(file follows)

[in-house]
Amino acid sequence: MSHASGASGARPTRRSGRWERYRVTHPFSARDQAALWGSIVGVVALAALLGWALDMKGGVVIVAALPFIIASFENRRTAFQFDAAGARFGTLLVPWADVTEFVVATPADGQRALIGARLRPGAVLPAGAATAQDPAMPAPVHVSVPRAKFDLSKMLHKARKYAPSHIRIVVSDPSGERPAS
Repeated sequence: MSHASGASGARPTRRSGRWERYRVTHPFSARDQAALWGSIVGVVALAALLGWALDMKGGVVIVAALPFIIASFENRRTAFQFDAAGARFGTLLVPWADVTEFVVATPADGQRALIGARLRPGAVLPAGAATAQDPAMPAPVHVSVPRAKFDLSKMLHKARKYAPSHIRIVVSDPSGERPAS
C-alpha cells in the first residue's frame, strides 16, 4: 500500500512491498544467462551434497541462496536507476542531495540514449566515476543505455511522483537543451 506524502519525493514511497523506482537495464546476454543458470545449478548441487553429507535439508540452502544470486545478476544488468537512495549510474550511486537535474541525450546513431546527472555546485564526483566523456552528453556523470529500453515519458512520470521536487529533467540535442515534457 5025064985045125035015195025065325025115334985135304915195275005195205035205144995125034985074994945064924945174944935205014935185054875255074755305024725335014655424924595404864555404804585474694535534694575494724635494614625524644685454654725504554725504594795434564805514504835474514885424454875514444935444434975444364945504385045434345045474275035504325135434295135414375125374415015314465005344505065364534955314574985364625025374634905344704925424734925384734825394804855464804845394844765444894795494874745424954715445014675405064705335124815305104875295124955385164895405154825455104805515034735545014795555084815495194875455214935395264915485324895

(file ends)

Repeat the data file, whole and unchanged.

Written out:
[in-house]
Amino acid sequence: MSHASGASGARPTRRSGRWERYRVTHPFSARDQAALWGSIVGVVALAALLGWALDMKGGVVIVAALPFIIASFENRRTAFQFDAAGARFGTLLVPWADVTEFVVATPADGQRALIGARLRPGAVLPAGAATAQDPAMPAPVHVSVPRAKFDLSKMLHKARKYAPSHIRIVVSDPSGERPAS
Repeated sequence: MSHASGASGARPTRRSGRWERYRVTHPFSARDQAALWGSIVGVVALAALLGWALDMKGGVVIVAALPFIIASFENRRTAFQFDAAGARFGTLLVPWADVTEFVVATPADGQRALIGARLRPGAVLPAGAATAQDPAMPAPVHVSVPRAKFDLSKMLHKARKYAPSHIRIVVSDPSGERPAS
C-alpha cells in the first residue's frame, strides 16, 4: 500500500512491498544467462551434497541462496536507476542531495540514449566515476543505455511522483537543451 506524502519525493514511497523506482537495464546476454543458470545449478548441487553429507535439508540452502544470486545478476544488468537512495549510474550511486537535474541525450546513431546527472555546485564526483566523456552528453556523470529500453515519458512520470521536487529533467540535442515534457 5025064985045125035015195025065325025115334985135304915195275005195205035205144995125034985074994945064924945174944935205014935185054875255074755305024725335014655424924595404864555404804585474694535534694575494724635494614625524644685454654725504554725504594795434564805514504835474514885424454875514444935444434975444364945504385045434345045474275035504325135434295135414375125374415015314465005344505065364534955314574985364625025374634905344704925424734925384734825394804855464804845394844765444894795494874745424954715445014675405064705335124815305104875295124955385164895405154825455104805515034735545014795555084815495194875455214935395264915485324895